NaNoWriMo: Should You Give it a Go?
By Hank Parker
No Plot? No Problem. At least according to Chris Baty. Baty founded the National Novel Writing Month (NaNoWriMo) in 1999. Twenty-one aspirants signed up that first year. Their goal? To write a 50,000-word novel in 30 days. Two decades later, over 300,000 people annually take up the challenge. Baty’s 2004 book, No Plot? No Problem: A Low-Stress, High Velocity Guide to Writing a Novel in 30 Days, is something of a bible for the contest. Anyone considering NaNoWriMo should read this book. It’s packed with encouragement and advice.
I first read it about ten years ago. I was inspired. Even though I’d not written a novel, never even tried, I decided to participate in NaNoWriMo. I figured I’d have an easier time of it than many. I’d retired. My wife was supportive. Kids were grown and gone (one section of Baty’s book is titled “How Do I Get Rid of My Children?”).
I did foresee some daunting hurdles—like word count. I did some back-of-the-envelope calculations. 30 days, 50,000 words: 1,666.7 words a day. More or less. Actually more. Thanksgiving comes in November. Subtract that day, another day to prepare for the feast, and still another to recover. Down to 27 days. Up to 1,851.9 words a day. More or less. And that doesn’t even factor in writer’s block.
Still, I had the germ of an idea, a quiet place to write, and a lifeline. Following Baty’s counsel I’d lined up a support group and urged them to hold me accountable for word output. In return I’d provide regular plot updates. While stimulating, this was not always helpful. A few friends bugged me mercilessly. Others questioned my characters’ names. One even suggested that I substitute a goldfish for a dog that figured prominently in my narrative. I stuck with the dog.
I also knew it was all about the word count. Theoretically, a contestant could write “and” 50,000 times and still “win.” Some computer algorithm would count the words. No human would read the result.
November 1 arrived. Words poured out (varied words, strung together in actual sentences). It was liberating. I could write anything I wanted. No critical muse sitting on my shoulder. I viewed my creation as a kind of literary stew that didn’t have to pass a taste test. In went rambling, pointless dialogue; lyrical descriptions of exotic locales; a mish-mash of vaguely connected characters. Out came…mush. Word output slowed, then I hit a wall. I soon realized what was missing: a plot.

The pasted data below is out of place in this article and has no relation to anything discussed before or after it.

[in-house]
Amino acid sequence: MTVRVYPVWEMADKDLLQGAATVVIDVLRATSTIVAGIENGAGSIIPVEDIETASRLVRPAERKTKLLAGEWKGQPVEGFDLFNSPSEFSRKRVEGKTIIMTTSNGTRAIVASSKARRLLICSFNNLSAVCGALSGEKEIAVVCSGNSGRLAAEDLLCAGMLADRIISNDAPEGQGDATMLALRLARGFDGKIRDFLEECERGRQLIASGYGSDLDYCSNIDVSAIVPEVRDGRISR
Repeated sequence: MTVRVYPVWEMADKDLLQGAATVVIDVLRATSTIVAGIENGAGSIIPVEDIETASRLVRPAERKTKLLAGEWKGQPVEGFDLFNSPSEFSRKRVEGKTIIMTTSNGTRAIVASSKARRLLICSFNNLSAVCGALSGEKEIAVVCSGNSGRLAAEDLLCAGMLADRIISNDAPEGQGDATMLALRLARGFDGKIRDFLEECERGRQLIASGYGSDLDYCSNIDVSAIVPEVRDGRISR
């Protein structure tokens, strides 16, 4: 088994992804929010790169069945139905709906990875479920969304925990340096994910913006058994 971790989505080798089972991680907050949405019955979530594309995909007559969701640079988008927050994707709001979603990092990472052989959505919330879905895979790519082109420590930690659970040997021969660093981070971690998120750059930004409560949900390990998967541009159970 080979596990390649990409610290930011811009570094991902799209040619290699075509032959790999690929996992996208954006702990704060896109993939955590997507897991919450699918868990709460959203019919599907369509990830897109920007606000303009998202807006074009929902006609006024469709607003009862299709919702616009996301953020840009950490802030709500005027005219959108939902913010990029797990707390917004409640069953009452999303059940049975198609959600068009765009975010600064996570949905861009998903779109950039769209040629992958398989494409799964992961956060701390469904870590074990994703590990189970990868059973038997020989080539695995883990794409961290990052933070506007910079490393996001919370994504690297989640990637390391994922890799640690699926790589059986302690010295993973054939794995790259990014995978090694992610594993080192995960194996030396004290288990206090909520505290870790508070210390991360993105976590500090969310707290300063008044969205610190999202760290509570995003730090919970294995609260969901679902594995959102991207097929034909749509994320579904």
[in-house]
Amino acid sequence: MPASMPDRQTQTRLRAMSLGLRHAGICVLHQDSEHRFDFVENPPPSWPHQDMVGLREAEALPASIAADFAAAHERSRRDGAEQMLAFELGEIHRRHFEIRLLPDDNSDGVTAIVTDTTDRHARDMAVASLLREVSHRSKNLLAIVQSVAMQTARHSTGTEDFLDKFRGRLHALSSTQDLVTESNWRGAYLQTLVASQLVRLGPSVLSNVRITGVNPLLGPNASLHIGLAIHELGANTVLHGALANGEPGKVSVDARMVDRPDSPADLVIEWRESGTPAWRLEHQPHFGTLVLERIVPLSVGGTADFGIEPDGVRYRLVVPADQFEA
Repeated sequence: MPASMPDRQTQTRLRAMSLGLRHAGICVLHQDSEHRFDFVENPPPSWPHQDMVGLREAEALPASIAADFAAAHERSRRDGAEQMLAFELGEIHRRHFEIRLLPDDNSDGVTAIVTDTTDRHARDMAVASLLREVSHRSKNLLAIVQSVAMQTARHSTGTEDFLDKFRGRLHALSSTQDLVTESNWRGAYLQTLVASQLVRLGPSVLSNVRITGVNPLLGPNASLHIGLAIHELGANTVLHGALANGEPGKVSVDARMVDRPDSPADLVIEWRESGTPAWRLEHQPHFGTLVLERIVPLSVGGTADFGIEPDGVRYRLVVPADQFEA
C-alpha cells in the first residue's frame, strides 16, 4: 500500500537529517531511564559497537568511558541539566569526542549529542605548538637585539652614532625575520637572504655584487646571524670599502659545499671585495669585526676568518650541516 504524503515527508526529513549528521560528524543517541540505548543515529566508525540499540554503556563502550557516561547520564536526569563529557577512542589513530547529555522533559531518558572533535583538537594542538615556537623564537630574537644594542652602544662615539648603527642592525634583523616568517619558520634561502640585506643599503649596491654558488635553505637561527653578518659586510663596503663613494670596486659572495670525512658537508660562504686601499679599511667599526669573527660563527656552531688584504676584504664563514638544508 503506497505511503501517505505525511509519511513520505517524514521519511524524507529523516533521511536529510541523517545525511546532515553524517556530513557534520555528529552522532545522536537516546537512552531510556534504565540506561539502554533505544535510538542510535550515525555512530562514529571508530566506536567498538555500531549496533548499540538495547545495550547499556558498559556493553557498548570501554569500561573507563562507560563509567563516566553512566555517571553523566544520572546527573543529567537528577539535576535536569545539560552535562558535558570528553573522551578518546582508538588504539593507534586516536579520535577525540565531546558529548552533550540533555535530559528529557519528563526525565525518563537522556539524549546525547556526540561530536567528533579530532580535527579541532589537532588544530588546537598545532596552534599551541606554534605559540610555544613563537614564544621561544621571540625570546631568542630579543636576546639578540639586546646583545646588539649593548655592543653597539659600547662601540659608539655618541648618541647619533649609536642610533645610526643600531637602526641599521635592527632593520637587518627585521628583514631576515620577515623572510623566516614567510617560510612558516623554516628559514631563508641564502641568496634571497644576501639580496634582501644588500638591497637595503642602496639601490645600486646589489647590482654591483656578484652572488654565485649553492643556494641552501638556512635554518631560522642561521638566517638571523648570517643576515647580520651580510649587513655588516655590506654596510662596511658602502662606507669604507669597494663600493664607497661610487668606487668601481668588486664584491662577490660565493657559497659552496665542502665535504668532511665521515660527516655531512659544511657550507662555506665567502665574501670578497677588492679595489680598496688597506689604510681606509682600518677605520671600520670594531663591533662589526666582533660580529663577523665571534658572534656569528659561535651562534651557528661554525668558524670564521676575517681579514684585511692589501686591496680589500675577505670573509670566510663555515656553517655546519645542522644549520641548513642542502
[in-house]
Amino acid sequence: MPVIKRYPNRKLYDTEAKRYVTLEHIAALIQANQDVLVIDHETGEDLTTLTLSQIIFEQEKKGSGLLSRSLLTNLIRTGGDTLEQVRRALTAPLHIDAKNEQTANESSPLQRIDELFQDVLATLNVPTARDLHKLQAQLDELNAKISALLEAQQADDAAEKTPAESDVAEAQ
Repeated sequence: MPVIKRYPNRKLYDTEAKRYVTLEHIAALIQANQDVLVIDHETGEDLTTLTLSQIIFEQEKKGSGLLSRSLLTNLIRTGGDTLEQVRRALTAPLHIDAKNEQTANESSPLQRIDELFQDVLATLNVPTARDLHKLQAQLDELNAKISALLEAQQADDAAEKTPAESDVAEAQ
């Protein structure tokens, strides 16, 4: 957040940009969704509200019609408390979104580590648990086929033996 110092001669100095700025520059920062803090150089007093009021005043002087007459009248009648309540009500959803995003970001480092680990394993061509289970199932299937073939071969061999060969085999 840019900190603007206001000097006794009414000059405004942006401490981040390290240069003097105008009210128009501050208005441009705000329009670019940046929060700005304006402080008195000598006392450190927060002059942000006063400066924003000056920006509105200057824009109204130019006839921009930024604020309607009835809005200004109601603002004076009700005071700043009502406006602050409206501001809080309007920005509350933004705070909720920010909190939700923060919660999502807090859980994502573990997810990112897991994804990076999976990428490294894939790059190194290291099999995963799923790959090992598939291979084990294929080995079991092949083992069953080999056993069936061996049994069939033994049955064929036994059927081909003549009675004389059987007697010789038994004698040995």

A plot… Baty says you don’t need one. I disagree. Plots move the word flow along. Plots involve beginnings, middles, ends. Plots keep one’s interest—writers as well as readers. I regrouped, worked up a passable outline, and dove back in. Thanksgiving came and went. We had a large family gathering. I fully participated, but still found some time to write. Late in the evening of November 30 I typed in “The End” and checked the word count. 54,000 words and change. I hit “Submit” on my computer. An immediate reply came back, with congratulations. I could even click on a link to print out a winner’s certificate, suitable for framing.
Of course, it wasn’t the end. Having written that much, I couldn’t just shelve the manuscript. Eight years—and about 20 drafts—later, I had a published novel.
Would I do it again? I would—and I did. I encourage you to sign up this year. Most participants don’t complete 50,000 words, but that doesn’t really matter. What does matter is that you’ll be building your writing foundation, strengthening your commitment, and learning that you can be surprisingly productive under pressure. Even more important, you’ll have fun.
Hank Parker is a Board Member At-Large of the League of Vermont Writers. He is a scientist, teacher, and writer. His debut novel, CONTAINMENT, was published in 2017 (Simon & Schuster, Touchstone imprint; see hankparkerauthor.com). He and his wife, Sue, live in Sutton.